During this time of isolation, we are sharing prayers, poems, inspirational music, videos and quotes that uplift our spirits in a special email newsletter each Tuesday. Here is an excerpt from our May 18 edition.
|The Artistry of God: God the Graffiti Artist|
Grafitti challenges us to look at our definition of art and how our faith can be expressed through various forms of art. Toronto has had a complex relationship with graffiti over the years. Is it art or is it vandalism? The city has declared 2021 as the Year of Public Art in Toronto. StreetARToronto (StART) is a suite of innovative programs designed specifically for streets and public spaces. StART has been successful in creating vibrant, colourful, community-engaged street art. Perhaps it’s time to consider getting to know Toronto’s street art and artists. What gifts and messages do they have to share with us?
Street Art in Toronto When the stay-at-home order ends and you are looking for a fun outing, try a self-guided graffiti tour of Toronto. Here are some of the highlights.
|The Story of the Paint Your Faith Project|
“In September 2009, The United Church of Canada’s WonderCafe online discussion forum (www.wondercafe.ca) invited four internationally acclaimed aerosol artists to show faith can be much deeper, richer, and more complex than most people think. Their resulting “Paint Your Faith” mural collaboration in Toronto’s downtown core is a unique public display of faith filled with colors, shapes, imagination, and emotion.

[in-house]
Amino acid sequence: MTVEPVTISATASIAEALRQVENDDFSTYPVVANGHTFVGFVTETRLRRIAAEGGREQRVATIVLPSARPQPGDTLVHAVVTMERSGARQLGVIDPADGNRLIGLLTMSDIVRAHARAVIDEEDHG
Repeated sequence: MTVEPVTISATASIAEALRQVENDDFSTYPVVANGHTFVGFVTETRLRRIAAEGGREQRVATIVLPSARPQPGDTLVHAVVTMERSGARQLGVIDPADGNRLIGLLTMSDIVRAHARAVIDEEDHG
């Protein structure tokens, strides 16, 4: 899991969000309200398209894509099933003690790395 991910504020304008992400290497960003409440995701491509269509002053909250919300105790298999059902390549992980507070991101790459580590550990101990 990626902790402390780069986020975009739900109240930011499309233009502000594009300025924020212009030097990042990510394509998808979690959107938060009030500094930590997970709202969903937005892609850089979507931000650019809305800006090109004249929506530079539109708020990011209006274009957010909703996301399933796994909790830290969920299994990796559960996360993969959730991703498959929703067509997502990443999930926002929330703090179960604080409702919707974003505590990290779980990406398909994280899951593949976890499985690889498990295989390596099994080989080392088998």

The massive 30- by 60-foot wall where the Paint Your Faith mural was created could have been prime commercial advertising space, but Metropolitan United Church instead used it to beautify their community and bring the inner life of the church out into the streets.
Each of the four aerosol artists worked on a quadrant of the wall. The graffiti-like styling of the word “Yahweh” by Toronto’s Mediah provides a foundation for the mural in the bottom left area. At the top left, another Toronto artist, Elicser, offers flowing imagery depicting a family’s complex engagement with faith, religion, and life.
The top right corner of the mural is dominated by San Francisco artist Chor Boogie’s powerful spiritual symbolism and the rainbow of “color therapy” techniques for which his work has become known. In the lower right, Siloette, also of San Francisco, offers her own stunning expression of faith in the form of an angelic woman in prayer. At the center, the four pieces of the mural are brought into harmony by the gentle and innocent image of a child filled with wonder by the surrounding expressions of faith brought to life on the wall.”